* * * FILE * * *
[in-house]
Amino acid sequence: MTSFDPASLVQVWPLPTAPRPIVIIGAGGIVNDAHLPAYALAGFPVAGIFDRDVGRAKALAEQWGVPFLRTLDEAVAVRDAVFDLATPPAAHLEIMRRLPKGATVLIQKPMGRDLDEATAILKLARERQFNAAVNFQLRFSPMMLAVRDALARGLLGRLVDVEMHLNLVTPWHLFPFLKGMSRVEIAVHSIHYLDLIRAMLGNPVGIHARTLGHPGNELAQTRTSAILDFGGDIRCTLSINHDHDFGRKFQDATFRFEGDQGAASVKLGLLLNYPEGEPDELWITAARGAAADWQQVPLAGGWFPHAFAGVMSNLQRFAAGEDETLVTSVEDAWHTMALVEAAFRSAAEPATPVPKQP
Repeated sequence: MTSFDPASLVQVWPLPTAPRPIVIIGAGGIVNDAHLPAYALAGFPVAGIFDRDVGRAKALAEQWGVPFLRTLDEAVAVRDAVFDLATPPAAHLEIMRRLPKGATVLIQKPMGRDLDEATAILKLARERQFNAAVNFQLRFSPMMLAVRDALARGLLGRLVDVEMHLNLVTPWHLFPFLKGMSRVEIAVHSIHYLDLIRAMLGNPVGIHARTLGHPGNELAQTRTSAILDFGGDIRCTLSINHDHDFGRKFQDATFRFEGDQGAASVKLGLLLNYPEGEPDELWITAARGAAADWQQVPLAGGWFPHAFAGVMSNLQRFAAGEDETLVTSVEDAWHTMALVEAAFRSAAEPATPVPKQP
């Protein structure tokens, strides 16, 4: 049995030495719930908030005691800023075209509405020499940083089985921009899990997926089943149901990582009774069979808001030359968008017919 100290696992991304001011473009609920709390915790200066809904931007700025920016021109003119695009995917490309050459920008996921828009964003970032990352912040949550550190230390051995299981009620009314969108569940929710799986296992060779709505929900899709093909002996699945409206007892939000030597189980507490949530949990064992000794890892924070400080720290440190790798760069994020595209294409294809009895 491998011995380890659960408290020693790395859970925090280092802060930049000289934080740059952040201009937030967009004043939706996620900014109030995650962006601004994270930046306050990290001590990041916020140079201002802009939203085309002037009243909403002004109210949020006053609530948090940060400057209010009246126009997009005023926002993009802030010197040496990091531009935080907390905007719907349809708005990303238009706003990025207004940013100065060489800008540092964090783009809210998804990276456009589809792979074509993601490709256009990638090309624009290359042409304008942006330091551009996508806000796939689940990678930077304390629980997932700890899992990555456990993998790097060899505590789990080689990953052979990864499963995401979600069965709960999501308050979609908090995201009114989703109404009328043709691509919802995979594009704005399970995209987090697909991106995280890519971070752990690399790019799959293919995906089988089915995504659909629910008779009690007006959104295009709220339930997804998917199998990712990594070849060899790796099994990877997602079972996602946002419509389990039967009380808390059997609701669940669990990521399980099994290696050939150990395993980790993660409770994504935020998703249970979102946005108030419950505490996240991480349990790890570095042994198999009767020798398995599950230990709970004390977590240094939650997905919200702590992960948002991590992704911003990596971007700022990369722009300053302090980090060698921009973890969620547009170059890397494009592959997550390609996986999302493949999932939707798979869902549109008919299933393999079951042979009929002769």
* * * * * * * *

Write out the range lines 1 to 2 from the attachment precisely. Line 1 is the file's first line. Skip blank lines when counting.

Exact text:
[in-house]
Amino acid sequence: MTSFDPASLVQVWPLPTAPRPIVIIGAGGIVNDAHLPAYALAGFPVAGIFDRDVGRAKALAEQWGVPFLRTLDEAVAVRDAVFDLATPPAAHLEIMRRLPKGATVLIQKPMGRDLDEATAILKLARERQFNAAVNFQLRFSPMMLAVRDALARGLLGRLVDVEMHLNLVTPWHLFPFLKGMSRVEIAVHSIHYLDLIRAMLGNPVGIHARTLGHPGNELAQTRTSAILDFGGDIRCTLSINHDHDFGRKFQDATFRFEGDQGAASVKLGLLLNYPEGEPDELWITAARGAAADWQQVPLAGGWFPHAFAGVMSNLQRFAAGEDETLVTSVEDAWHTMALVEAAFRSAAEPATPVPKQP